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I applied for UK Tier 1 visa in 2009 from Pakistan. All the information in my application was correct and confirmed including my salary. The salary deposit into the bank account were also confirmed with my bank and acknowledged in the decision letter. However, unbeknownst to me the visa agent I was using to prepare the package had decided to copy and paste my company's signature and stamp on otherwise completely authentic payslips (the original payslip was computerized and did not have signature and stamps). This is why my case was rejected. I even have an experience letter from the company confirming my experience however I didn't go for administrative review because the company refused to support me at the time (they thought I had forged the signatures).

My rejection letter did not make any explicit mention of a ban or automatic refusal for the next ten years however it did say that my biometric records will be kept for 10 years.

Now I'm based in US and my employer here wants to invite me to London to their headquarters for 6 week training. I need to apply for standard visitor visa but am not sure if I am banned or not. How can I check? enter image description here enter image description here

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    You're responsible for whatever you appended your signature to. If you had obtained the visa, you would not have revealed the fraud, would you? You have to take the good with the bad. Even if you're not yet banned, they typically ban you on your subsequent application. You can check if you're banned by applying, then you will know. – user57303 Aug 18 '17 at 21:17
  • @PaulofOsawatomieأبوعمار you also, thanks :) – Gayot Fow Aug 19 '17 at 13:20
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    Sounds like it was all decided on the forged payslips and the disavowal of your employer (or alternately, the employer is a fake and UKVI knows that, and you are a fool to think you can fool them). First I would find out why your employer disavowed you, then I would submit the correct pay stubs, VI knows that most people's pay stubs are just electronic blips these days, that's probably how they knew the stamps were faked. Also make sure your bank statements showed all those paychecks being deposited contemporaneously, not one big lump sum. – Harper Aug 20 '17 at 4:08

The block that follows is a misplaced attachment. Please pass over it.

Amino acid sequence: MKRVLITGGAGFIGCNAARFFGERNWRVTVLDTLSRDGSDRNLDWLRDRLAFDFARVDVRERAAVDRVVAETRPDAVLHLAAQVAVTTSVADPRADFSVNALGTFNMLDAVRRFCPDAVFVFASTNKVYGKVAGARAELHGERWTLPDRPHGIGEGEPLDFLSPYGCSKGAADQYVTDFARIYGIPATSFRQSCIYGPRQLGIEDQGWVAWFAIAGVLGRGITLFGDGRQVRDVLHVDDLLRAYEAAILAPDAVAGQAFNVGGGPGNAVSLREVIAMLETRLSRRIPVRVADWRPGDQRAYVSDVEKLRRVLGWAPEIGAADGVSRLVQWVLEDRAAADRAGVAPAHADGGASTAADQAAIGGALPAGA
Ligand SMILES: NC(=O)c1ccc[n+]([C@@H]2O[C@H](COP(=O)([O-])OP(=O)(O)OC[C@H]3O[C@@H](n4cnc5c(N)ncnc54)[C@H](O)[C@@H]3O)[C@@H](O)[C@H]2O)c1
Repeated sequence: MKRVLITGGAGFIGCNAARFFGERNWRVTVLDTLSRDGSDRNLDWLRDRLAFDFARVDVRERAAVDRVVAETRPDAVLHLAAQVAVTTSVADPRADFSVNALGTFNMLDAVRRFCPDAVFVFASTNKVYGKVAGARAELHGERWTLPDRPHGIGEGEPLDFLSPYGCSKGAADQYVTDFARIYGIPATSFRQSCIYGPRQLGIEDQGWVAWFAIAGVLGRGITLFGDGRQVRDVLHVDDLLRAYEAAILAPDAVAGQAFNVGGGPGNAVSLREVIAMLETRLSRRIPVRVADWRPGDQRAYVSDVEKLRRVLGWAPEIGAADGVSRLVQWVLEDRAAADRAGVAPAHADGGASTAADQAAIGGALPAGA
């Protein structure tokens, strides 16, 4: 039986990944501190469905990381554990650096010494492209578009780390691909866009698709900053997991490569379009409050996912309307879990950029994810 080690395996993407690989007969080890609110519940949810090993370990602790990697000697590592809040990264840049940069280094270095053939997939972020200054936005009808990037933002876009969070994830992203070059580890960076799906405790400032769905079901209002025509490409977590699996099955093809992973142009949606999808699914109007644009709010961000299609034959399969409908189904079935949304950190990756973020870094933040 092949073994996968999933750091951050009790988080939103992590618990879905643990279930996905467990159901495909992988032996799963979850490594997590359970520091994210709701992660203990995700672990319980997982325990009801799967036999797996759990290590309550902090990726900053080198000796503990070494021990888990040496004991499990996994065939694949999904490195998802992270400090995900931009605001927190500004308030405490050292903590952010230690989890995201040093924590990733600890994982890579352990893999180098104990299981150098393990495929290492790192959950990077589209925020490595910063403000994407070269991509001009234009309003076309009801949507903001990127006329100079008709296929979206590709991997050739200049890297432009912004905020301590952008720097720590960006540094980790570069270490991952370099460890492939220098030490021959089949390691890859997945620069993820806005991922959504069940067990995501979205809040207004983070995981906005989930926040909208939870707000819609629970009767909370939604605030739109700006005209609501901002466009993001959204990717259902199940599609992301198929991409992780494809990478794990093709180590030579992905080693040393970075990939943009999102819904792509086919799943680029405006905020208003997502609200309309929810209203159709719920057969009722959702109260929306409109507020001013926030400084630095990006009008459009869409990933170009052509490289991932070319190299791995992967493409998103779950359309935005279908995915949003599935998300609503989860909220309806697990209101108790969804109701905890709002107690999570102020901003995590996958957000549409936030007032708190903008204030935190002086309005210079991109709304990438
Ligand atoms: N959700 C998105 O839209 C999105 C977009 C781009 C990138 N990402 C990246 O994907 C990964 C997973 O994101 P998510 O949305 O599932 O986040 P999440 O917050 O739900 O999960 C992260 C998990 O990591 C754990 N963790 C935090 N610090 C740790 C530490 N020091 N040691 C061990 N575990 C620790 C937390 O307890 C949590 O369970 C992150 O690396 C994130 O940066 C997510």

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You claim that you were unaware that the documents submitted were false. Applications must be refused for false documents (whether or not to the applicant’s knowledge) under 320(7a).

You next application: applications are refused under 320(7b) if deception has been used in a previous application for 10 years unless:

(7B) The applicant has previously breached the UK’s immigration laws by overstaying; breaching a condition attached to his leave; being an illegal entrant; using deception in a visa application, leave to enter or remain (whether successful or not), unless the applicant:

...was unaware that the documents submitted or representations made were false;

https://www.gov.uk/government/publications/general-grounds-for-refusals-rfl03/general-grounds-for-refusals-rfl03

However, unless you have positive evidence that you did not know that the signatures and stamps were forged, your application will be refused under 320(7b) until 2019.

  • Refused only to 2019? Basically they start counting from the initial fraud? I thought till 2027. That's more humane then – user 56513 Aug 20 '17 at 14:40
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    @Paul of Osawatomie أبو عمار The refusal period for deception is from the date the deception was used in a previous application. – greatone Aug 20 '17 at 14:43
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There has been a very similar case asked around a year ago, in which the OP also had the case of their employer denying what was given to them — although the previous OP claims the submitted document to be fully original while you claim your visa agent had pasted signature and stamp onto it, which was effectively forging it. The details of what got you into the situation do not matter much as they are eight (or in the other OP’s case three) years ago; any opportunity to challenge the original decisions has long passed. What matters is that both refusals were given under paragraph 320(7A).